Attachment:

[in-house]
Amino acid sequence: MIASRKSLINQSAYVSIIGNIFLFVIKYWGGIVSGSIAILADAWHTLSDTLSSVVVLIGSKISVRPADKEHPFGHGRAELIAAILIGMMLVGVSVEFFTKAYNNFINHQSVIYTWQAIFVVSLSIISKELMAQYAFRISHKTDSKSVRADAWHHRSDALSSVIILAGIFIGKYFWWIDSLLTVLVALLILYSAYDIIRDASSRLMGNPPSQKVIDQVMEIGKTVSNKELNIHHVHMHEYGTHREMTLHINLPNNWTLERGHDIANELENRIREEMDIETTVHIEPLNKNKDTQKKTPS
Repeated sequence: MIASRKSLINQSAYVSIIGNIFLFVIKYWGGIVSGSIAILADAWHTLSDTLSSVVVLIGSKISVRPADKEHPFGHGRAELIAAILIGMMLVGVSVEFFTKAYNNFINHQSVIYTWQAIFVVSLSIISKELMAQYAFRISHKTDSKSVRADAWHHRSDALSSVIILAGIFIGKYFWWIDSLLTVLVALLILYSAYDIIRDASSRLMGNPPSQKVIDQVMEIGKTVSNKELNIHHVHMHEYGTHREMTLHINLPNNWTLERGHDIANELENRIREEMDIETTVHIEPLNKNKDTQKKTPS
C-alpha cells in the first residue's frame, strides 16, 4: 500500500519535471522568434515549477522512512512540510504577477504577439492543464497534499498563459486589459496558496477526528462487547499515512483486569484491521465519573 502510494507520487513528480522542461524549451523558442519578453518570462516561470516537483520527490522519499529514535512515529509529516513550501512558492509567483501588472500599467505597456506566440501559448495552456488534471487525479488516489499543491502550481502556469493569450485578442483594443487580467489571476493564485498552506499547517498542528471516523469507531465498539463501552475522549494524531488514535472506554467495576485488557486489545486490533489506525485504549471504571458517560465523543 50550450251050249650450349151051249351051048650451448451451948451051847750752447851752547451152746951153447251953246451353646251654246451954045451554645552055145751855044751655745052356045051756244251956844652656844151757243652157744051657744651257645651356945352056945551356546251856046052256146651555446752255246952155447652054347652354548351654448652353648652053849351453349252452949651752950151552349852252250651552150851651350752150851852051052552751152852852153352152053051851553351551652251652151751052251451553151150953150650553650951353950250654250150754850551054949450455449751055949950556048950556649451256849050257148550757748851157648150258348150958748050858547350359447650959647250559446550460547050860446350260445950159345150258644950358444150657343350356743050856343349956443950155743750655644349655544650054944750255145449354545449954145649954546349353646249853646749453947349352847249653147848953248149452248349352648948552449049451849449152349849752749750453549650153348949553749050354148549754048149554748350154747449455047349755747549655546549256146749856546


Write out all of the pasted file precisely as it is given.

[in-house]
Amino acid sequence: MIASRKSLINQSAYVSIIGNIFLFVIKYWGGIVSGSIAILADAWHTLSDTLSSVVVLIGSKISVRPADKEHPFGHGRAELIAAILIGMMLVGVSVEFFTKAYNNFINHQSVIYTWQAIFVVSLSIISKELMAQYAFRISHKTDSKSVRADAWHHRSDALSSVIILAGIFIGKYFWWIDSLLTVLVALLILYSAYDIIRDASSRLMGNPPSQKVIDQVMEIGKTVSNKELNIHHVHMHEYGTHREMTLHINLPNNWTLERGHDIANELENRIREEMDIETTVHIEPLNKNKDTQKKTPS
Repeated sequence: MIASRKSLINQSAYVSIIGNIFLFVIKYWGGIVSGSIAILADAWHTLSDTLSSVVVLIGSKISVRPADKEHPFGHGRAELIAAILIGMMLVGVSVEFFTKAYNNFINHQSVIYTWQAIFVVSLSIISKELMAQYAFRISHKTDSKSVRADAWHHRSDALSSVIILAGIFIGKYFWWIDSLLTVLVALLILYSAYDIIRDASSRLMGNPPSQKVIDQVMEIGKTVSNKELNIHHVHMHEYGTHREMTLHINLPNNWTLERGHDIANELENRIREEMDIETTVHIEPLNKNKDTQKKTPS
C-alpha cells in the first residue's frame, strides 16, 4: 500500500519535471522568434515549477522512512512540510504577477504577439492543464497534499498563459486589459496558496477526528462487547499515512483486569484491521465519573 502510494507520487513528480522542461524549451523558442519578453518570462516561470516537483520527490522519499529514535512515529509529516513550501512558492509567483501588472500599467505597456506566440501559448495552456488534471487525479488516489499543491502550481502556469493569450485578442483594443487580467489571476493564485498552506499547517498542528471516523469507531465498539463501552475522549494524531488514535472506554467495576485488557486489545486490533489506525485504549471504571458517560465523543 50550450251050249650450349151051249351051048650451448451451948451051847750752447851752547451152746951153447251953246451353646251654246451954045451554645552055145751855044751655745052356045051756244251956844652656844151757243652157744051657744651257645651356945352056945551356546251856046052256146651555446752255246952155447652054347652354548351654448652353648652053849351453349252452949651752950151552349852252250651552150851651350752150851852051052552751152852852153352152053051851553351551652251652151751052251451553151150953150650553650951353950250654250150754850551054949450455449751055949950556048950556649451256849050257148550757748851157648150258348150958748050858547350359447650959647250559446550460547050860446350260445950159345150258644950358444150657343350356743050856343349956443950155743750655644349655544650054944750255145449354545449954145649954546349353646249853646749453947349352847249653147848953248149452248349352648948552449049451849449152349849752749750453549650153348949553749050354148549754048149554748350154747449455047349755747549655546549256146749856546